Any thoughts on what would be a more effective progress indicator: a progress bar or a countdown? I've seen both used and get the feeling that with the countdown, time seems to pass faster.
Progress bars do not give the user any time data—as others have illustrated, they are usually a horizontal bar that fills up as the operations are completed, and not necessarily even at a fixed rate. Countdowns have a fixed rate and a fixed number of units from which to calculate the required time to complete the operation. The other answers give some great compare/contrast details between the two.
My instinct is that countdowns work better, because they allow a user to feel more progress is being made at the earlier stages, whereas with a progress bar, they see only meagre gains. This is important, because it's at these earlier stages that users are more likely to back out. Users who have already committed time are less likely to quit, because of the 'sunk cost' fallacy ('I've spent X on this already, if I quit now, I waste that').
Countdowns are definitely good, since they start with a very optimal denominator say 100 seconds or 2 minutes, whereas progress bars really shows progression with a count or no count next to it. (What if the time span is more? Anti-pattern rather!)
The beauty of countdowns are -
It really scales in descending order (humans are much more relatively sensible to know what to do in the interim time and can come in back when its done or ready to go about) - Progress bar are a function of ascending order as how far the action is accomplished.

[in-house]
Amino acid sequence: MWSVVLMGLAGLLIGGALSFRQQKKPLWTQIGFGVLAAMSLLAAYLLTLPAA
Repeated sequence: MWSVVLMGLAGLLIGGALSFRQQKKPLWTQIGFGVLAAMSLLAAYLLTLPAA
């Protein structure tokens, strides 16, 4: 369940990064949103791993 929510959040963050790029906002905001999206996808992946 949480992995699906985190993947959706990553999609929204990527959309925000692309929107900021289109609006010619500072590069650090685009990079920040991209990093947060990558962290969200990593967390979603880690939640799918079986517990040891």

Perception of countdowns gives a lot of flexibility to mind
The factor of time and human perception is relatively tied up well - as an example of a countdown in a road signal - is suited well because one would know when the "event" can happen or get triggered. So by Time, one would be mentally ready to take it up.
Progress bar as in a Windows popover - shows up "22 minutes remaining" - if this is been adopted as in countdowns, the perception will definitely change, since in a progress bar - one that ties up with "Action" is "time" or "data or metrics". Eventually in such a situation showing countdowns are really the anti-pattern, countdown works well when the time span is short to factor in, but progress bar will have a edge and fits the context better-off in longer span.
Countdowns can be great. But only if the amount of time it counts down from is fixed.
Example: In my city more and more traffic lights get countdowns. They are great, so long as the time to green light is fixed. However, some traffic lights adapt to the flow of traffic. Which means that while you are waiting, a countdown may suddenly speed up or slow down. In this case a great feature suddenly becomes extremely annoying.
With a countdown you have a definite idea about how long you have to wait but a progress bar is all about the perception and the relative amount which has to be done.
For example, taking the progress bar of installing windows as an example:
I know there is quite a bit left but I can not be sure about how much time those 75 updates will take since it is dependent on so many parameters such as the time to install those updates, network speed, internet speed, processor speed, etc.
Countdowns are more definite and clear about when the next action event would be:
I think the user's perception is dramatically affected by the visual movement on screen.
For example, a count down with tenths or hundredths of a second, will feel faster than a countdown without. It is also of note, that a countdown builds more anticipation. It may not necessarily feel faster, but it might excite a user more.
Here is a another answer talking about the perception of progress bars:
Countdown. As a part of behavioural study, I believe countdown would create more anxiety in users thus leaving more impact. It appears to be more progressive and users knows when will the wait end, unlike in the case of progress bars.
Having said that, we need to keep in account that this countdown shouldn't be too long. It will take away the user's attention.